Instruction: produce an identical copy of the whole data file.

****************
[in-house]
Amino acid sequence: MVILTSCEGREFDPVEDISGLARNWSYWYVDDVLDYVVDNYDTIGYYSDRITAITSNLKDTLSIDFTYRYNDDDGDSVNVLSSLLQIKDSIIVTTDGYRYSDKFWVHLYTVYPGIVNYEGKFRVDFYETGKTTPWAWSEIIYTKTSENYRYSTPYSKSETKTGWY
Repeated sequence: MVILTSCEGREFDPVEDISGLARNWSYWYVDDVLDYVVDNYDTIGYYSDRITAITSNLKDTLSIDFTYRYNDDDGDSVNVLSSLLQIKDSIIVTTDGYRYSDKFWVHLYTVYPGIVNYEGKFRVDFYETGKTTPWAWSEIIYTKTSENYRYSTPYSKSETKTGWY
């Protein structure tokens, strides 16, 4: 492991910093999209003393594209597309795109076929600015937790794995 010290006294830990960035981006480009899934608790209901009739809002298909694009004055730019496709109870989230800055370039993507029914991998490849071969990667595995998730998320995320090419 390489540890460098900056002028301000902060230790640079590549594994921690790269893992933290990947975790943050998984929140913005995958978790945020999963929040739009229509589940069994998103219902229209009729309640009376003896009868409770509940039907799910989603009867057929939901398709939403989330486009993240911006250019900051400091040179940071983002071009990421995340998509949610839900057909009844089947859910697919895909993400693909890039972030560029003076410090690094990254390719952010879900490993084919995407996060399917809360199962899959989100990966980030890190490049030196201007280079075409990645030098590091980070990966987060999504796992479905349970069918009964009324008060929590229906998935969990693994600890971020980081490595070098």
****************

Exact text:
[in-house]
Amino acid sequence: MVILTSCEGREFDPVEDISGLARNWSYWYVDDVLDYVVDNYDTIGYYSDRITAITSNLKDTLSIDFTYRYNDDDGDSVNVLSSLLQIKDSIIVTTDGYRYSDKFWVHLYTVYPGIVNYEGKFRVDFYETGKTTPWAWSEIIYTKTSENYRYSTPYSKSETKTGWY
Repeated sequence: MVILTSCEGREFDPVEDISGLARNWSYWYVDDVLDYVVDNYDTIGYYSDRITAITSNLKDTLSIDFTYRYNDDDGDSVNVLSSLLQIKDSIIVTTDGYRYSDKFWVHLYTVYPGIVNYEGKFRVDFYETGKTTPWAWSEIIYTKTSENYRYSTPYSKSETKTGWY
């Protein structure tokens, strides 16, 4: 492991910093999209003393594209597309795109076929600015937790794995 010290006294830990960035981006480009899934608790209901009739809002298909694009004055730019496709109870989230800055370039993507029914991998490849071969990667595995998730998320995320090419 390489540890460098900056002028301000902060230790640079590549594994921690790269893992933290990947975790943050998984929140913005995958978790945020999963929040739009229509589940069994998103219902229209009729309640009376003896009868409770509940039907799910989603009867057929939901398709939403989330486009993240911006250019900051400091040179940071983002071009990421995340998509949610839900057909009844089947859910697919895909993400693909890039972030560029003076410090690094990254390719952010879900490993084919995407996060399917809360199962899959989100990966980030890190490049030196201007280079075409990645030098590091980070990966987060999504796992479905349970069918009964009324008060929590229906998935969990693994600890971020980081490595070098």